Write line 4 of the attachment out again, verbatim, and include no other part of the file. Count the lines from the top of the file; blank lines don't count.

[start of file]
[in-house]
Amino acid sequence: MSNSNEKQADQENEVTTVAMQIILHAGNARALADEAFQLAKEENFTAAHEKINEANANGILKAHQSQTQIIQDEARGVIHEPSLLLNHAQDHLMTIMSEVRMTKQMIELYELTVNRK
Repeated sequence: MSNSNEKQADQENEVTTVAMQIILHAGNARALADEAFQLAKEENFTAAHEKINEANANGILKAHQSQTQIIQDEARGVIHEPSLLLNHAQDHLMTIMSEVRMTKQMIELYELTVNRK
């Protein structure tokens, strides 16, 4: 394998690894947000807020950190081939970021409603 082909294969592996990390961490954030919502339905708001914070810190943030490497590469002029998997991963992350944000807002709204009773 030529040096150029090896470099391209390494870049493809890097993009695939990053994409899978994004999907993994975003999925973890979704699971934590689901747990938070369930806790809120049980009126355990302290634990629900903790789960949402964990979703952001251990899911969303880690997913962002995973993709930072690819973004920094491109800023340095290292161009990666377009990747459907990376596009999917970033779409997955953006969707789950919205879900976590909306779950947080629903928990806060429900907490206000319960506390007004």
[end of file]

């Protein structure tokens, strides 16, 4: 394998690894947000807020950190081939970021409603 082909294969592996990390961490954030919502339905708001914070810190943030490497590469002029998997991963992350944000807002709204009773 030529040096150029090896470099391209390494870049493809890097993009695939990053994409899978994004999907993994975003999925973890979704699971934590689901747990938070369930806790809120049980009126355990302290634990629900903790789960949402964990979703952001251990899911969303880690997913962002995973993709930072690819973004920094491109800023340095290292161009990666377009990747459907990376596009999917970033779409997955953006969707789950919205879900976590909306779950947080629903928990806060429900907490206000319960506390007004």